More harm than …

More harm than good: rethinking routine prostate cancer screening

My offer for a public debate was accepted after I co-published opposing viewpoints about the high rates of over-diagnosis and over-treatment of early stage prostate cancer with leading urologist Professor Tony Costello in a Melbourne newspaper last year.
The debate took place at a Melbourne conference on prostate cancer last week. It received wide coverage in newspapers – here, here and here, television radio, and online. All of this is useful and important because it helps stimulate the very important debate about widespread PSA screening.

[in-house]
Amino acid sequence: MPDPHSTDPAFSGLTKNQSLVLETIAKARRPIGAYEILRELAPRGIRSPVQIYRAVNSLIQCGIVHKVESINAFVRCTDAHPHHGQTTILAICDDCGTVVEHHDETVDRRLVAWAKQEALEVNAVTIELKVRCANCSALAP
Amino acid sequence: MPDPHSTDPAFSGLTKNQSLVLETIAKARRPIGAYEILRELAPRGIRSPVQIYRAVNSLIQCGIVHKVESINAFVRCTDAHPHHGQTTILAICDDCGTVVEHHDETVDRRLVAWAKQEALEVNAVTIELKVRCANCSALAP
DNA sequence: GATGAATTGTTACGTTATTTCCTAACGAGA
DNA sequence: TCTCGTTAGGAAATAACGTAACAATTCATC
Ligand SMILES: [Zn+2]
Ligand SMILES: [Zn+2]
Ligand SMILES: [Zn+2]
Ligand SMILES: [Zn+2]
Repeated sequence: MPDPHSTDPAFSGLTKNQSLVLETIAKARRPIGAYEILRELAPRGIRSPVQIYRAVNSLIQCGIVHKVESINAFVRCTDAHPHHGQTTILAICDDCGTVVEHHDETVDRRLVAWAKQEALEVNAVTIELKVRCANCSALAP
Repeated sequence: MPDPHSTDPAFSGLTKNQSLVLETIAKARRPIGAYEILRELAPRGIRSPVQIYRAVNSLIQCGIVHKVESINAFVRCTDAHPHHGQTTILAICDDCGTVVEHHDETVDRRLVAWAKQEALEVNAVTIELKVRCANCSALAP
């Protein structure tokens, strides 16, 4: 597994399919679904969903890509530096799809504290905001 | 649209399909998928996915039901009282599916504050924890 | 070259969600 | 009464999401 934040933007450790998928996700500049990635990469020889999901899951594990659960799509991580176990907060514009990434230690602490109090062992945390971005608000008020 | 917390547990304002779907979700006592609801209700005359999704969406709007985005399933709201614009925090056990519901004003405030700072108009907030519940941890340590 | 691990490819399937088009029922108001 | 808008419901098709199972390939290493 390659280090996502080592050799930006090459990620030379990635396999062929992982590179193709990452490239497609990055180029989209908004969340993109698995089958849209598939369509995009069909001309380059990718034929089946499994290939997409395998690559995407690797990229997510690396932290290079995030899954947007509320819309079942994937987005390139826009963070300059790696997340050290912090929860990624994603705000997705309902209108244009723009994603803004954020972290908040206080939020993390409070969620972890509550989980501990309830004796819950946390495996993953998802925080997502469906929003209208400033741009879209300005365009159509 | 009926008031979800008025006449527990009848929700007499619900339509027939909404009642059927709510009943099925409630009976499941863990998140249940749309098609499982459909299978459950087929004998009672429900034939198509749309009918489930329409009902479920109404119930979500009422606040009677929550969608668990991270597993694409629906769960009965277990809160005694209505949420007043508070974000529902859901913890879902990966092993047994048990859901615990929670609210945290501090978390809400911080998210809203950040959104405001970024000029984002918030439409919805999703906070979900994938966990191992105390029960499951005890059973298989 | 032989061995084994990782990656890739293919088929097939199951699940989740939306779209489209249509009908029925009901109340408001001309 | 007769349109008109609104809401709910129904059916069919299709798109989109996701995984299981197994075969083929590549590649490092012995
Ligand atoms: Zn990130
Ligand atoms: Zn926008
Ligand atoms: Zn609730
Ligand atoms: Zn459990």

Prostate specific antigen (PSA) is an enzyme secreted in large amounts by normal as well as cancerous prostate cells. Only small amounts of PSA leak into circulation from a normal prostate, but this increases with any prostatic disease, benign or malignant.
PSA concentration is expressed as a number and its discovery in 1983 led to it being used as a screening blood test for early prostate cancer. A level below four is considered normal and men with abnormal results are usually sent for biopsies. It has been widely performed in Australian men for over ten years as part of a general health check but its ability to save lives is now being assessed and tested.

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